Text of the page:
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20 of 23 people found the following review helpful
on November 12, 2000
Format: Hardcover
This book was made into an indifferent and much altered movie in the late 50's. Set in Equatorial Africa after the Second World War it follows the efforts of the Frenchman Morel to save the elephant from extinction at the hands of poachers and big game hunters.
What sets this book apart is that in the course of relating the story of the African herds, Gary presents the reader with every moral dilemma faced by man today. This makes for a spiritually and intellectually uplifting read, as if Gary has somehow tapped into a force both beyond and mightier than himself. One is swept along on whole passages, each of which seems more significant than the last.
Also of interest is the coming of age of Gary's views on conservation, many of which must have seemed ludicrous to the 1950's reader. Likewise the politics of Africa are discussed with brutal honesty. "When the African has his belly full" one character tells us, "perhaps then he too will take an interest in the aesthetic aspect of the elephant."
The Roots of Heaven has for years been my all time favorite novel. I believe it to be a book of cosmic significance, an experience of the Numinous with the potential to change lives. Over the last two decades I have urged many others to read it but, sadly, have had no success at all. Such a pity!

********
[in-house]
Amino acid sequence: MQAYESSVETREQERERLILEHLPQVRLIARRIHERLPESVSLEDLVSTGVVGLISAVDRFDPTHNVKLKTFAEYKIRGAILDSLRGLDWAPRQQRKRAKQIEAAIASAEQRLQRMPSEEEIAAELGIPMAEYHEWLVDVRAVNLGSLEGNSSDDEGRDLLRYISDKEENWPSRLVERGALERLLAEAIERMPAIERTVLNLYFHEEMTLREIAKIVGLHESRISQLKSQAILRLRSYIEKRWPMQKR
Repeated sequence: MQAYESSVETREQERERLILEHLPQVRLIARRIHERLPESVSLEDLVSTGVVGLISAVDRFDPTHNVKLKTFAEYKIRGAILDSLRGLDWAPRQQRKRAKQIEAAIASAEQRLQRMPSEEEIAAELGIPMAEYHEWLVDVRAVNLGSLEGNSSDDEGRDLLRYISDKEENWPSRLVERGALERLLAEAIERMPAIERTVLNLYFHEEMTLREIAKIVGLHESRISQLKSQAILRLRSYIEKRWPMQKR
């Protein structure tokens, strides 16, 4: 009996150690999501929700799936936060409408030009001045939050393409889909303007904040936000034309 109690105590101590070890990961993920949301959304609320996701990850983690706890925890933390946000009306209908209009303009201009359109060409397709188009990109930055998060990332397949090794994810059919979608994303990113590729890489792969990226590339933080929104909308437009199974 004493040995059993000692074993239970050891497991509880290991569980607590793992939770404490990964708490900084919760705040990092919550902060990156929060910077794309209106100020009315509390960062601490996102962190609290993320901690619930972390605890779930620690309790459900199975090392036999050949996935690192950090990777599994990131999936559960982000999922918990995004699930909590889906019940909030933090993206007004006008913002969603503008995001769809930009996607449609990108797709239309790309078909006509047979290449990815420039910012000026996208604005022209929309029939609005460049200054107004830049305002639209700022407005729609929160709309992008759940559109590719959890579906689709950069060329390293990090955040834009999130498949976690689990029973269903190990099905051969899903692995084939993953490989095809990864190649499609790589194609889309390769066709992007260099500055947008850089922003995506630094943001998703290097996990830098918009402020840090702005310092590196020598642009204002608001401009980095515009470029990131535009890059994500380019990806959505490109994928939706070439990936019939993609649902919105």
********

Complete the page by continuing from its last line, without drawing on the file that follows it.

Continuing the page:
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7 of 8 people found the following review helpful
on February 19, 2008
Format: Hardcover
I recently reread this book, wondering if I'd love it as much as I did before. I did. This is my very favorite book in the entire world. It's a picture of humanity, and the picture isn't necessarily a happy one. Still, it almost gives one hope that all isn't lost quite yet. Well, maybe not ...
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on October 24, 2014
Format: HardcoverVerified Purchase
Well written and very provocative. As a representation of late African imperialism it is quite remarkable. Characters ring true and dialogue is believable. I read this after seeing the John Huston movie (several times) and found the original most original and thought provoking. By the way, author's name is Romain Gary, not Roman Gary.
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2 of 3 people found the following review helpful
on March 8, 2014
Format: PaperbackVerified Purchase
A really beautiful book. Quite prophetic at the time of writing. The book is extremely generous of humanities nonsense and portrays the cruelty of mankind toward the elephant and each other as an almost divine entitlement. A book to be enjoyed and re read.
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4 of 6 people found the following review helpful
on December 16, 2004
Format: HardcoverVerified Purchase
just how crazy is the desire for human decency? If you are intrigued by this question, then you will agree that this is the best novel ever written.
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1 of 2 people found the following review helpful
on June 10, 2013
Format: HardcoverVerified Purchase
The Roots of Heaven was published at 1956 year. But it looks like nobody payed attention on his opinion how to deal with country in post colonial time. World elite just applied principals of west democracy. It didn't do any good for most of counties.
Roman Gary in this book did great job for protecting Africa's Fauna.
But most important thing is to see how he loves human being after such cruel WAR II.